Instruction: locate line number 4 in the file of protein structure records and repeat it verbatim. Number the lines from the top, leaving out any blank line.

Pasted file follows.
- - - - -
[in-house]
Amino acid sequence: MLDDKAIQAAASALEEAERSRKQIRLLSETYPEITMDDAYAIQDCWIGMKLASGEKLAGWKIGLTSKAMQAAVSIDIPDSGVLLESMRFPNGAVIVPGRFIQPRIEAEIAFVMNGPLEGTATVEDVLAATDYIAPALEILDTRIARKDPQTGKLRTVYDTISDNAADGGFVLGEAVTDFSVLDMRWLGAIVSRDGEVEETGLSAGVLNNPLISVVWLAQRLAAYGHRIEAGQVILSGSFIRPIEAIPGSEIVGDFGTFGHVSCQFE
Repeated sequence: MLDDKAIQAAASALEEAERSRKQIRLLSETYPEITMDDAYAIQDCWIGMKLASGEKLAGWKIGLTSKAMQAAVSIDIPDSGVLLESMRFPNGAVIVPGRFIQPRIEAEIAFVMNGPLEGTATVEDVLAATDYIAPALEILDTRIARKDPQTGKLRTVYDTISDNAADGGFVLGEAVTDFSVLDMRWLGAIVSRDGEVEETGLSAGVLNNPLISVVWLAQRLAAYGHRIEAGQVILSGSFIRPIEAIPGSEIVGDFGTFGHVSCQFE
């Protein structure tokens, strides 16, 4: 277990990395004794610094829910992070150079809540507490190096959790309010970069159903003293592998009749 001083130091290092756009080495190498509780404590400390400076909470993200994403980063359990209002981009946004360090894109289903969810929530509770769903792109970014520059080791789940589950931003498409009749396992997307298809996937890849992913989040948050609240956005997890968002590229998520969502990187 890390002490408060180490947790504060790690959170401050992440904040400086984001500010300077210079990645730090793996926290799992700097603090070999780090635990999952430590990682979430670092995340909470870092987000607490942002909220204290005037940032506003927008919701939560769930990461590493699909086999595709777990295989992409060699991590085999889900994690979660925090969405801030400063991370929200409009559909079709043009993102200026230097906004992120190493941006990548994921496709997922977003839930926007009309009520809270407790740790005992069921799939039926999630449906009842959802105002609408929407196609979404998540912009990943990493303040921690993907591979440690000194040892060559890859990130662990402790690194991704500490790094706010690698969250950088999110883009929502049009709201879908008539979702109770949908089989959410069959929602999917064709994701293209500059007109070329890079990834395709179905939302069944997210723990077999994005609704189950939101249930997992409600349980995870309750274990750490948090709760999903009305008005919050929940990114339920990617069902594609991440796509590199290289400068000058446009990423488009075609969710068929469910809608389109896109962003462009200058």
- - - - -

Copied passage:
């Protein structure tokens, strides 16, 4: 277990990395004794610094829910992070150079809540507490190096959790309010970069159903003293592998009749 001083130091290092756009080495190498509780404590400390400076909470993200994403980063359990209002981009946004360090894109289903969810929530509770769903792109970014520059080791789940589950931003498409009749396992997307298809996937890849992913989040948050609240956005997890968002590229998520969502990187 890390002490408060180490947790504060790690959170401050992440904040400086984001500010300077210079990645730090793996926290799992700097603090070999780090635990999952430590990682979430670092995340909470870092987000607490942002909220204290005037940032506003927008919701939560769930990461590493699909086999595709777990295989992409060699991590085999889900994690979660925090969405801030400063991370929200409009559909079709043009993102200026230097906004992120190493941006990548994921496709997922977003839930926007009309009520809270407790740790005992069921799939039926999630449906009842959802105002609408929407196609979404998540912009990943990493303040921690993907591979440690000194040892060559890859990130662990402790690194991704500490790094706010690698969250950088999110883009929502049009709201879908008539979702109770949908089989959410069959929602999917064709994701293209500059007109070329890079990834395709179905939302069944997210723990077999994005609704189950939101249930997992409600349980995870309750274990750490948090709760999903009305008005919050929940990114339920990617069902594609991440796509590199290289400068000058446009990423488009075609969710068929469910809608389109896109962003462009200058």